He was able to tap, perhaps unconsciously, into the ugly, soft underbelly of American society and show us its corruption, its banality, and its decadence (Nashville), bringing to mind two other greats: Welles and Chaplin. During the 1970s, he was perhaps the sharpest observer of modern, contemporary American society, which he always saw, until his death, with a jaundiced eye. No, Altman did not like capitalist society. He criticized it openly in some of his public pronouncements against the Vietnam War and more obliquely in his films, such as Brewster McCloud, Nashville, McCabe and Mrs. Miller and Gosford Park (one of the few films in the past 25 years that could possibly be called a great American film, the other probably being Terrence Malick’s The Thin Red Line).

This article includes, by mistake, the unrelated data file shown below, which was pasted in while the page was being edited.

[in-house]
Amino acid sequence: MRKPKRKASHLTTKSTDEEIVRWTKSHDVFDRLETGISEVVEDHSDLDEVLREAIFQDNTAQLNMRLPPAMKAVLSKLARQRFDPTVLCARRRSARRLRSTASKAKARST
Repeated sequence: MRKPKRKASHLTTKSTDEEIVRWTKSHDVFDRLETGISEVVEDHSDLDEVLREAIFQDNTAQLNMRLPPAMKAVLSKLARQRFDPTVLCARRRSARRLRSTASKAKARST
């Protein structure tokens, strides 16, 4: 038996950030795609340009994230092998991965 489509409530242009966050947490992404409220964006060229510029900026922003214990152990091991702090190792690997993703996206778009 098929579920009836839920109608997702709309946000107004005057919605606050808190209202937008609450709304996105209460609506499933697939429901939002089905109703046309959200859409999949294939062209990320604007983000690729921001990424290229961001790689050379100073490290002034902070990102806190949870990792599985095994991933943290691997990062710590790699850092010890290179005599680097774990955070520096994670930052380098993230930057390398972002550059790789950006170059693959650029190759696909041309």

But even if his cynical view of the American dream and somewhat corrosive take on American society hadn’t been so refreshing in a world of acolytes and conformists, there was something liberating about Altman’s free-spirit style, especially when he first made a splash with Mash. It is not one my favorite films of his; in retrospect, it seems heavy-handed and coarse. But given the period in which it was released, it came as a liberating breath of fresh air. Its anarchic spirit crystallized in images what many of us felt at the time but perhaps couldn’t express: that, indeed, the wind was blowing, and not necessarily in favor of the status quo. It showed us that it was possible to challenge and bring down the old and the oppressive. Of course, many of us developed way beyond that innocent and simplistic conception, but at least it was a beginning. Altman helped us question.